Tag Archives: Ventura

Cleanup, air monitoring ongoing after pipeline spill in Ventura

For Immediate Release
Unified Command

Ventura, Calif. – A multi-agency response has been established to manage cleanup operations in the area impacted by a June 23 pipeline spill in Hall Canyon, Ventura.

There have been no oiled wildlife observed or reported, and no oil has reached the ocean or other water.

Cleanup crews remain on-scene containing and recovering the oil. Resources include 98 responders and five vacuum trucks. Air monitoring is being continually conducted to assure safety of responders and residents in the area.  

The cause of the spill is under investigation. The unified command response will be independent of that investigation and includes representatives from the California Department of Fish and Wildlife’s Office of Spill Prevention and Response, the U.S. Environmental Protection Agency, and Crimson Pipeline, which has taken responsibility for the incident.

The public and media are advised to avoid the impacted area and keep pets on leashes. In addition, they should not attempt to rescue any observed oiled wildlife. Untrained individuals who attempt to rescue wildlife may cause more harm than good and may injure themselves in the process.

The number to report oiled wildlife is 877 UCD-OWCN (823-6926).

Residents wishing to file a claim can do so via email at claims@crimsonpl.com or by calling 562-285-4128. 

For more information, visit http://www.wildlife.ca.gov/OSPR/CalSpillWatch

Contacts

Eric Laughlin, Cal Fish and Wildlife, 916-214-3279
Kendall Klingler, Crimson Pipeline, 314-574-1875

 

Wildlife Conservation Board Funds Environmental Improvement and Acquisition Projects

At its Sept. 3 quarterly meeting, the Wildlife Conservation Board (WCB) approved approximately $31 million in grants to help restore and protect fish and wildlife habitat throughout California. Some of the 27 funded projects will benefit fish and wildlife – including some endangered species – while others will provide the public with access to important natural resources. Several projects will also demonstrate the importance of protecting working landscapes that integrate economic, social and environmental stewardship practices beneficial to the environment, landowners and the local community. The funds for all these projects come from initiatives approved by voters to help preserve and protect California’s natural resources. Some of the funded projects include:

  • A $375,000 grant to the Solano Resource Conservation District for a cooperative project with landowners, the U.S. Natural Resources Conservation Service, U.S. Fish and Wildlife Service (USFWS), and the Center for Land-based Learning, to enhance approximately 21 acres of riparian habitat on two privately owned properties – one located approximately five miles north of Rio Vista and the second approximately four miles southeast of Winters, in Solano County.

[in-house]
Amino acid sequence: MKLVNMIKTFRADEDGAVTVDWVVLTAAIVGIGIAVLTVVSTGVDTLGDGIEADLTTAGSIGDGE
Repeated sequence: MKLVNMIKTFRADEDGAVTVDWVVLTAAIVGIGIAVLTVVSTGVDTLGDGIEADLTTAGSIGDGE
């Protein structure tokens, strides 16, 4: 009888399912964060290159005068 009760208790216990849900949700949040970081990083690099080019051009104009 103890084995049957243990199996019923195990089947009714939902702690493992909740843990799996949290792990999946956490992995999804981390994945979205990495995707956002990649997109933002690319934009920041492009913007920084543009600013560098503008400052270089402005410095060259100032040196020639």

• A $510,000 grant to Anza-Borrego Foundation for a cooperative project with the San Diego Association of Governments, the Nature Conservancy, and the Resources Legacy Fund to acquire in fee approximately 1,129 acres of land for the protection of habitat that supports endangered species, habitat linkages and corridors between existing protected lands, and potential wildlife-oriented public use opportunities near Cuyamaca in San Diego County.
  • A $3.4 million grant to the Nature Conservancy for a cooperative project with the State Coastal Conservancy to acquire a conservation easement on approximately 2,554 acres of native forest habitats, including redwood, Douglas fir and Grand fir forest in the upland zones, and mature red alder forest within the riparian zone along the Ten Mile River, near Fort Bragg in Mendocino County.
  • A $1.4 million grant to the Napa County Regional Park and Open Space District to acquire approximately 443 acres of land for the protection and preservation of deer, mountain lion and oak woodland habitat, and existing regional wildlife linkages west of Lake Berryessa in Napa County.
  • Authorized a tax credit on behalf of United Technologies Corporation in the amount of $8,607,500, consistent with the Natural Heritage Preservation Tax Credit Act Program and awarded $2.7 million to reimburse the state general fund. This is part of a larger cooperative project with Santa Clara Open Space Authority, USFWS, the U.S. Bureau of Reclamation, California State Parks, California Coastal Conservancy, the Resources Legacy Fund and the Gordon and Betty Moore Foundation to acquire approximately 1,831 acres of land. Purchasing this land will protect threatened and endangered species, provide movement corridors and connectivity, and provide wildlife-oriented public use opportunities near Morgan Hill in Santa Clara County.